China facing property crisis as prices fall and transactions plummet

The average prices of residential and commercial real estate in China are falling, having peaked earlier this year and the number of transactions have plunged, according to industry observers.

This downturn comes as the growth rate of Chinese exports has slowed and stock markets have plummeted. The confluence of events has resulted in what economists describe as a deceleration in China's economic growth, although at nearly 10% it remains the envy of many nations.

Brokers say that sales volumes first dropped precipitously in southeastern China, and then the decline spread across the country. Faced with few buyers, sellers started cutting their prices for residential and commercial real estate.

In some areas prices have dropped by 10 to 40%. In other parts of the country transactions have fallen but prices have only started to follow. For instance, the number of home sales has plunged by two-thirds in Harbin in the northeast, though prices are down as little as 4% from the same period last year.

'People are thinking more carefully and taking much longer before they decide to buy or not to buy property,' said Hwang Sha, a real estate broker in Xiamen in east-central China.

Cities deep in China's interior are least affected. Dan Yian, a real estate agent in Chongqing, the largest city in southwestern China, said that the volume of housing transactions there had slowed by 20 to 30% so far this year. But prices have not yet fallen from a stable level of $730 a square metre.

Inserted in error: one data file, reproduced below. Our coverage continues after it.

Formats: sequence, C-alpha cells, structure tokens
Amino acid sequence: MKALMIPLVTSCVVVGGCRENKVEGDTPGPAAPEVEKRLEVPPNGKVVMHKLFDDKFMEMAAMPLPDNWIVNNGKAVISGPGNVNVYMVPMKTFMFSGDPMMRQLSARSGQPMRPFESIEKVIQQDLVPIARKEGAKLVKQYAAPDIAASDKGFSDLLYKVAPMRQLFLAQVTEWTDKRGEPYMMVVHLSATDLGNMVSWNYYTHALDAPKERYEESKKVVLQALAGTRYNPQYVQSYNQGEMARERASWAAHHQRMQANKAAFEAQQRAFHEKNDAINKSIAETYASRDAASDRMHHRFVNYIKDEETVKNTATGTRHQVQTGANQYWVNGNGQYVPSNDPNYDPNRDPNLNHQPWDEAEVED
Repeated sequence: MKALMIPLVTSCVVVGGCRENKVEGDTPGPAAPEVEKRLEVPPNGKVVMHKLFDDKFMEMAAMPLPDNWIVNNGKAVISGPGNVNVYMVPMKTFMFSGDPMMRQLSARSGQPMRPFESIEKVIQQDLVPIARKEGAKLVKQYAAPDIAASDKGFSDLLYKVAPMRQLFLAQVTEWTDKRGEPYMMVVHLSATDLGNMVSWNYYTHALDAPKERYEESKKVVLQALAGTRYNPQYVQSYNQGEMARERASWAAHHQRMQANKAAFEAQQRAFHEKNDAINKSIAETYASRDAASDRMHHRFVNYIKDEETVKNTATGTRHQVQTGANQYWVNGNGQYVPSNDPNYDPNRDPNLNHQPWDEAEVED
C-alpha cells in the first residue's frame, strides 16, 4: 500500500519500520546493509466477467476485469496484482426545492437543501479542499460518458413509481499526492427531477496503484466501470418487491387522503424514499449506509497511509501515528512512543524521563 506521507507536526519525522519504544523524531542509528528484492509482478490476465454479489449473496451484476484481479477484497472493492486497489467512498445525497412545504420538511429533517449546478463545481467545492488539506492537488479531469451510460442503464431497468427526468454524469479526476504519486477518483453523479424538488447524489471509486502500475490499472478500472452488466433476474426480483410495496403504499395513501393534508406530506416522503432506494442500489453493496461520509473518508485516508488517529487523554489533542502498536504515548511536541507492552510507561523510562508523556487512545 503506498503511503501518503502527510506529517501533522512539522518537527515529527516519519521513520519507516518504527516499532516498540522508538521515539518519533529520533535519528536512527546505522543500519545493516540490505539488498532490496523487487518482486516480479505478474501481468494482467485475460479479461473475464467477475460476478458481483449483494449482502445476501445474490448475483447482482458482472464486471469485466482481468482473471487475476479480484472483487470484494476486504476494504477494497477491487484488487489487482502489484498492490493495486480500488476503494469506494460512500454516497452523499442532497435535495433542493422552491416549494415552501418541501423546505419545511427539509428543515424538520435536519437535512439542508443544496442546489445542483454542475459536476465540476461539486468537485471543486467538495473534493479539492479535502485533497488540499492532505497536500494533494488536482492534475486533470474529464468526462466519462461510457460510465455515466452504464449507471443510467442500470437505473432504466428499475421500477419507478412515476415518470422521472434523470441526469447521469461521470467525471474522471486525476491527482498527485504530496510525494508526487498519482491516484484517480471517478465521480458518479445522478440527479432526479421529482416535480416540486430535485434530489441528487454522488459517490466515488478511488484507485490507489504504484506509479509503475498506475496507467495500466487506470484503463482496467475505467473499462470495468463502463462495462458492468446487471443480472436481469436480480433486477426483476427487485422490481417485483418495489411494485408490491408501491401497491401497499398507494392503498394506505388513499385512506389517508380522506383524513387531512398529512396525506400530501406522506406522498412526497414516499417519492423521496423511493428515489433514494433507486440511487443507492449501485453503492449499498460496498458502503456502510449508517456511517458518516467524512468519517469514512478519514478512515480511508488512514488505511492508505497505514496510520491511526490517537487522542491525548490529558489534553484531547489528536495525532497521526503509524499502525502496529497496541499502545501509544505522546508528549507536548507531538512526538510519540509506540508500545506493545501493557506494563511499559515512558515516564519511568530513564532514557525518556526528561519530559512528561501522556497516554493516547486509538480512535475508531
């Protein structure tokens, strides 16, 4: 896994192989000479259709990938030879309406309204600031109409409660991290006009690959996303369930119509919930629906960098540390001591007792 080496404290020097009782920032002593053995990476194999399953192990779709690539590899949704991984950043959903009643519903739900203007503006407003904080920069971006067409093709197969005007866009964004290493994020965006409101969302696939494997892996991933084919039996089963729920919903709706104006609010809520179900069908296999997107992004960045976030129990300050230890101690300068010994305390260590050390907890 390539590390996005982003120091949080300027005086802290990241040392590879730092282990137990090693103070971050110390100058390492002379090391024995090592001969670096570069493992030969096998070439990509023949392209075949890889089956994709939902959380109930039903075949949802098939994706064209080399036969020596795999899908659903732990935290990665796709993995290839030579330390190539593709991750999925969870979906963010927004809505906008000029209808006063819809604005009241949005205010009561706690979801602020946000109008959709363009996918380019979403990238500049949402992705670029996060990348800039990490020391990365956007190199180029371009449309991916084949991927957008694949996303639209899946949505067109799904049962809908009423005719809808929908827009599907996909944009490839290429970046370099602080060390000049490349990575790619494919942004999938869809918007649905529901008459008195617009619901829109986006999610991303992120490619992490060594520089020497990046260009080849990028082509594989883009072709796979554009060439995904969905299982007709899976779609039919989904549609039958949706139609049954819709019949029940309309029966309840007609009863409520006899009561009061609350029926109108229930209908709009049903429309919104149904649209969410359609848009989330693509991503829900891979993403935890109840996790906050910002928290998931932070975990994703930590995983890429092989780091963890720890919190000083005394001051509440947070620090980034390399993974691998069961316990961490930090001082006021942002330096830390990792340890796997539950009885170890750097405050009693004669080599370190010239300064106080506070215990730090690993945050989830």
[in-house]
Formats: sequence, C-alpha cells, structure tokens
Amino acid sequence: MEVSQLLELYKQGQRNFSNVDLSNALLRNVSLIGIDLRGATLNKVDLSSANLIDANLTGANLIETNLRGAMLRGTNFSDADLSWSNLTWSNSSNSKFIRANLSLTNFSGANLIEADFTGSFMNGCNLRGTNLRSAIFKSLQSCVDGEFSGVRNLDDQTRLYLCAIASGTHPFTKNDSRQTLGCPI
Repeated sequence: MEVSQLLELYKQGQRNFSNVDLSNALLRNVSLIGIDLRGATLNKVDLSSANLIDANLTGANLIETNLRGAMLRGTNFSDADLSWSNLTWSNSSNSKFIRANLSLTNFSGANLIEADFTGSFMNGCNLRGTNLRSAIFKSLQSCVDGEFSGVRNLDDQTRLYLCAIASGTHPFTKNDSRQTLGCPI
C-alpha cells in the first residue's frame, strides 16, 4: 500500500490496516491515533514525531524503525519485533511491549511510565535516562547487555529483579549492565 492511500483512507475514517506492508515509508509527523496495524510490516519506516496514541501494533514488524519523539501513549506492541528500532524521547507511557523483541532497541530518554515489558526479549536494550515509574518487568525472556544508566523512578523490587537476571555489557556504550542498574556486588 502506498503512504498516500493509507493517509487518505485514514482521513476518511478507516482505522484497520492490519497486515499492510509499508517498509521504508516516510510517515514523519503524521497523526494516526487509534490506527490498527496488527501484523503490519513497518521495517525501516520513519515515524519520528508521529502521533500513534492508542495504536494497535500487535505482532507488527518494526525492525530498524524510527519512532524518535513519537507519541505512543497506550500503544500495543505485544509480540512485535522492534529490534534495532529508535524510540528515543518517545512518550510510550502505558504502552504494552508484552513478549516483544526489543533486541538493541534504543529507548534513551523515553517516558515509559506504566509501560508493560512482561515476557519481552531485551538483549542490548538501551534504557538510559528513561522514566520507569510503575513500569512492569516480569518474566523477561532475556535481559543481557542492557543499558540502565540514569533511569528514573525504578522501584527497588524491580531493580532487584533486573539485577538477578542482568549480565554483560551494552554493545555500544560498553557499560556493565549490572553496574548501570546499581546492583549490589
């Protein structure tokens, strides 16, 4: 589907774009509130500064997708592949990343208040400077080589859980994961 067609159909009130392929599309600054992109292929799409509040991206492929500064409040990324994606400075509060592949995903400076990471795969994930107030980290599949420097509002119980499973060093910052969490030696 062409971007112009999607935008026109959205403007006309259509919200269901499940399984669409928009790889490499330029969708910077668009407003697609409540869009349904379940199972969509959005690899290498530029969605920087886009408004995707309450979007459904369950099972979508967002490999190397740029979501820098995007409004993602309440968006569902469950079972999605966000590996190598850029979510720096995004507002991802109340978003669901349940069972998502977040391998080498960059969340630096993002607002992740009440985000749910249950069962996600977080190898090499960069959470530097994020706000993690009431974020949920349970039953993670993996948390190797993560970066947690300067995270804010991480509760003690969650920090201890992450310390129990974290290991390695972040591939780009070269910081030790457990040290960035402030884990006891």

Export-dependent coastal cities in mainland China have had the steepest downturns in their real estate markets. Freddy Wu, the chief executive of Hong Kong Property Services, said his real estate agency had seen mainland investors default in recent months on a tenth of their purchases of Hong Kong apartments, forfeiting the down payments that they made.

'A lot of investors from China have their cash tied up in the mainland stock market and in mainland real estate, so they would rather take a loss now instead of being forced to sell mainland investments at a loss to come up with the cash to complete purchases in Hong Kong,' Wu said.

But unlike the subprime meltdown in the US, and the resulting credit crisis, weaknesses in China's real estate market do not at this point appear to pose a threat to the vitality or stability of the financial system.